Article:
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After its swift introduction in the first two scenes, the love plot does not return until this scene. When the lovers enter the stage again, their first night together has already been arranged by mutual consent, with Pandarus as the prurient stage manager. This is a curious scene. It opens as the play did, with Troilus frustrated and wholly dependent on Pandarus. Moreover, here Troilus is much given to elaborate verse, rhetoric in strong contrast to Pandarus’ chatty prose.
When the lovers are brought together, they greet with a kiss but say little and the incident lives chiefly in the comments of Pandarus as the presenter. Pandarus comments, insinuates, and obtrudes, and while his style is usually low and without much substance of argument, he makes his effect by contrast with context.
When the lovers are alone at last, there is a prose ‘wooing’, then Pandarus reenters and the lovers enact a verse ‘wooing.’ Nowhere else in the play do the lovers speak prose to one another, and the prose here is sometimes awkward and strained, fit for deflation by Pandarus’ prose. Yet it is occasionally stylized as when Troilus who at the moment of achieving his desire speaks as simply as Bassanio did.
Though her comment derives as Troilus’ does from a mockery of lovers’ hyperbolas, Cressida who is a true niece of Pandarus, is unmistakably sexual when she says: ‘They say all lovers swear more performance than they are able, and yet reserve an ability that they never perform....’
The problem implicit in the language used by lovers takes Troilus at once to the nature of love itself and he touches for a moment on the truth that underlies hyperbole: that love inhabits a dimension greater than lover or beloved, and that mere measure cannot correspond to the desire. There’s beggary in the love that can be reckoned. And hence, since hyperbole only exaggerates the discrepancy between love and its language, Troilus will use only the simplest of language related only to the truest of deeds. He wants to be judged by what he is, and not by what he says.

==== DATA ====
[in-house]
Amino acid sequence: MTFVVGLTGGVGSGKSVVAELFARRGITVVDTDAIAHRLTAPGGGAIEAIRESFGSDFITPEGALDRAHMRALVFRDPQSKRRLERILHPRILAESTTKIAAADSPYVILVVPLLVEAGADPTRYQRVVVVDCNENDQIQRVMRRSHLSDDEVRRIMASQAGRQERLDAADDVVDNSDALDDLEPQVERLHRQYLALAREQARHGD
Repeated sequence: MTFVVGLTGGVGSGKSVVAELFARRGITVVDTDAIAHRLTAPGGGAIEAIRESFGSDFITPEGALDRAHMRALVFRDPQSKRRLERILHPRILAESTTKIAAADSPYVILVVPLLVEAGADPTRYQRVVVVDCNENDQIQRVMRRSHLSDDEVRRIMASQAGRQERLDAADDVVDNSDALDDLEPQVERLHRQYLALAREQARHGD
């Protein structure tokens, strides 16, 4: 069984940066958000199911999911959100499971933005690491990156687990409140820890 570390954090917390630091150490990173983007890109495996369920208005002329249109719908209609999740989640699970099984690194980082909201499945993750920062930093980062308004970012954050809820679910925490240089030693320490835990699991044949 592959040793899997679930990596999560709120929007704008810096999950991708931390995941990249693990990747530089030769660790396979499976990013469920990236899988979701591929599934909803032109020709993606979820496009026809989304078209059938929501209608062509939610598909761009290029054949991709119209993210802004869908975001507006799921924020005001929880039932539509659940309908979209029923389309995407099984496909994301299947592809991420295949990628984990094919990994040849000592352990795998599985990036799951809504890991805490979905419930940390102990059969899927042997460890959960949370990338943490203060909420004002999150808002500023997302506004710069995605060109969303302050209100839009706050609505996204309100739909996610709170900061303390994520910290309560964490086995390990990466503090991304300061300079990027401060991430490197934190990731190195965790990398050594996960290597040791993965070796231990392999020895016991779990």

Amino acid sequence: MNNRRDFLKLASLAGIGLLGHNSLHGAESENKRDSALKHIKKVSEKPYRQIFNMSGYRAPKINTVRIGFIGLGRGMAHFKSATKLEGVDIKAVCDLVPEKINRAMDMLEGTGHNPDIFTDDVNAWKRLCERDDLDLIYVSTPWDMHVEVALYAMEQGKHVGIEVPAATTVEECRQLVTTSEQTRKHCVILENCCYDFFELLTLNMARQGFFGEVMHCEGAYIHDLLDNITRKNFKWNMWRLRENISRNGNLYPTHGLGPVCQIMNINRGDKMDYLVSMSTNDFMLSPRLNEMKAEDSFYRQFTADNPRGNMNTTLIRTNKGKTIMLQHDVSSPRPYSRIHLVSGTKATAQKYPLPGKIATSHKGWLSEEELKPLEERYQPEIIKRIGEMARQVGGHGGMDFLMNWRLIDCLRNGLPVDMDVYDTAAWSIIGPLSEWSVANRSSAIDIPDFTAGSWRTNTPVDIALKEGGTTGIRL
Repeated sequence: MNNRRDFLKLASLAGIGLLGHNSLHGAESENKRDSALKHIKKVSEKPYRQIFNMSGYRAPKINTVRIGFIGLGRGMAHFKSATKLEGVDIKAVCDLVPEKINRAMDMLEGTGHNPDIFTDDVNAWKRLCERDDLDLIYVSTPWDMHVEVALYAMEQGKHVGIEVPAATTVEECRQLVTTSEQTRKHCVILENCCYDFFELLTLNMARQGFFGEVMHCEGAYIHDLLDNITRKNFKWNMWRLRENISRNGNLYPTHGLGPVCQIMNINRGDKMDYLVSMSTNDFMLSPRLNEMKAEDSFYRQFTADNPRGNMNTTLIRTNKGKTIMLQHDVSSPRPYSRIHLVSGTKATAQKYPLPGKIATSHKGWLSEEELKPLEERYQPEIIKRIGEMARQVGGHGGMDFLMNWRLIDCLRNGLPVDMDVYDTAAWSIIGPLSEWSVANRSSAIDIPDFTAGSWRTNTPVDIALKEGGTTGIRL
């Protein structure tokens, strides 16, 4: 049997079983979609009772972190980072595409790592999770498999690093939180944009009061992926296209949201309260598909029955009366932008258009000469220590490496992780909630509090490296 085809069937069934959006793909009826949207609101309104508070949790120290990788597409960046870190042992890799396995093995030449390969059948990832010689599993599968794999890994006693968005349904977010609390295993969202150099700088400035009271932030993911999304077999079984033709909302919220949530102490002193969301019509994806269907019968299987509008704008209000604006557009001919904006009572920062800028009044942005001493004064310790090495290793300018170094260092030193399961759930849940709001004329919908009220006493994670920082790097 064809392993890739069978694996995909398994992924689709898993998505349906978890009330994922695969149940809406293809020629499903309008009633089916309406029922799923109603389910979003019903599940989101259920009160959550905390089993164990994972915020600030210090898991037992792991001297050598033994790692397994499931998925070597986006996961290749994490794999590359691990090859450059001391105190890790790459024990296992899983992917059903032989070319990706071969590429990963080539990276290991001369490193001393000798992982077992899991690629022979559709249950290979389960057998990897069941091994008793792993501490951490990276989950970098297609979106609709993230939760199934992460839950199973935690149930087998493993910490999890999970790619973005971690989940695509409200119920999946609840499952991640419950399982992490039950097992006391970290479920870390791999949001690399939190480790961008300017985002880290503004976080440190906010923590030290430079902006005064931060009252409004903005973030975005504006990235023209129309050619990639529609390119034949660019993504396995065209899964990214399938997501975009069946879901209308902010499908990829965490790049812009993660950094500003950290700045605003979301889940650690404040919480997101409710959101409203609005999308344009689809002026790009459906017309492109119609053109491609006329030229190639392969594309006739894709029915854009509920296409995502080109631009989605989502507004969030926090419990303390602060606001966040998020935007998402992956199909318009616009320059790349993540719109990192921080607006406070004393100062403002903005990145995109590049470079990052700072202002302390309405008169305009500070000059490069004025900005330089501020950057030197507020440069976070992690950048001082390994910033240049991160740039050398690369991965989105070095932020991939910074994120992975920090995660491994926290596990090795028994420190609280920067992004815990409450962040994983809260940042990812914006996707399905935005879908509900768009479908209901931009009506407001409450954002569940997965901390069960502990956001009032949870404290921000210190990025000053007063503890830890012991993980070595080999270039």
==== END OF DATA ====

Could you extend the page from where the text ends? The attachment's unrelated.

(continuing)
He wants nothing of past reputation or of future hope to interpose between what he is and what he loves: ‘No perfection in reversion shall have a praise in present.’ Troilus is consistent. He may sometimes speak like the fashionable lover when he is at leisure merely to contemplate his condition; but in any crisis he is ‘as true as Troilus’, and when he speaks he is straightforward.
With Pandarus’ return, the lovers turn to verse and to a different topic. Hitherto, Troilus has spoken of the gap between promise and performance; now Cressida speaks of the gap between her behavior in the past and her true feelings and moves on to regret the double self that she finds in herself. The one that is at her command and can withdraw from Troilus and the other that having divided her would stay in order to be deceived by her lover’s promises. ‘I have a kind of self resides with you, /But an unkind self, that itself will leave/To be another’s fool.’